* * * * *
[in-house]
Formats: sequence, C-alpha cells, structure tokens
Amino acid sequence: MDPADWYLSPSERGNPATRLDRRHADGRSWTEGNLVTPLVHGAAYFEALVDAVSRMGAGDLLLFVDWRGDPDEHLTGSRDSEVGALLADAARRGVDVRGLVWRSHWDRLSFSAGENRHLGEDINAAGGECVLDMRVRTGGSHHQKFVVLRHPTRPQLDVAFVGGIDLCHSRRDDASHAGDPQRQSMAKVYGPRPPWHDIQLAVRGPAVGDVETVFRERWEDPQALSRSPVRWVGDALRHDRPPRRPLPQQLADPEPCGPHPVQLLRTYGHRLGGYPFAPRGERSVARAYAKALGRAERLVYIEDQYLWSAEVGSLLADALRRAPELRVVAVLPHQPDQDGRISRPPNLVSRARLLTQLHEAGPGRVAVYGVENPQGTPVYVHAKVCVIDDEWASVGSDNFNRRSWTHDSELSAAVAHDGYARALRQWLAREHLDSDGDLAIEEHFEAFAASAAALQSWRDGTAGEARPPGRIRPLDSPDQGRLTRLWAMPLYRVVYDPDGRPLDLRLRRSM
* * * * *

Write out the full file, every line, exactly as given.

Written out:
[in-house]
Formats: sequence, C-alpha cells, structure tokens
Amino acid sequence: MDPADWYLSPSERGNPATRLDRRHADGRSWTEGNLVTPLVHGAAYFEALVDAVSRMGAGDLLLFVDWRGDPDEHLTGSRDSEVGALLADAARRGVDVRGLVWRSHWDRLSFSAGENRHLGEDINAAGGECVLDMRVRTGGSHHQKFVVLRHPTRPQLDVAFVGGIDLCHSRRDDASHAGDPQRQSMAKVYGPRPPWHDIQLAVRGPAVGDVETVFRERWEDPQALSRSPVRWVGDALRHDRPPRRPLPQQLADPEPCGPHPVQLLRTYGHRLGGYPFAPRGERSVARAYAKALGRAERLVYIEDQYLWSAEVGSLLADALRRAPELRVVAVLPHQPDQDGRISRPPNLVSRARLLTQLHEAGPGRVAVYGVENPQGTPVYVHAKVCVIDDEWASVGSDNFNRRSWTHDSELSAAVAHDGYARALRQWLAREHLDSDGDLAIEEHFEAFAASAAALQSWRDGTAGEARPPGRIRPLDSPDQGRLTRLWAMPLYRVVYDPDGRPLDLRLRRSM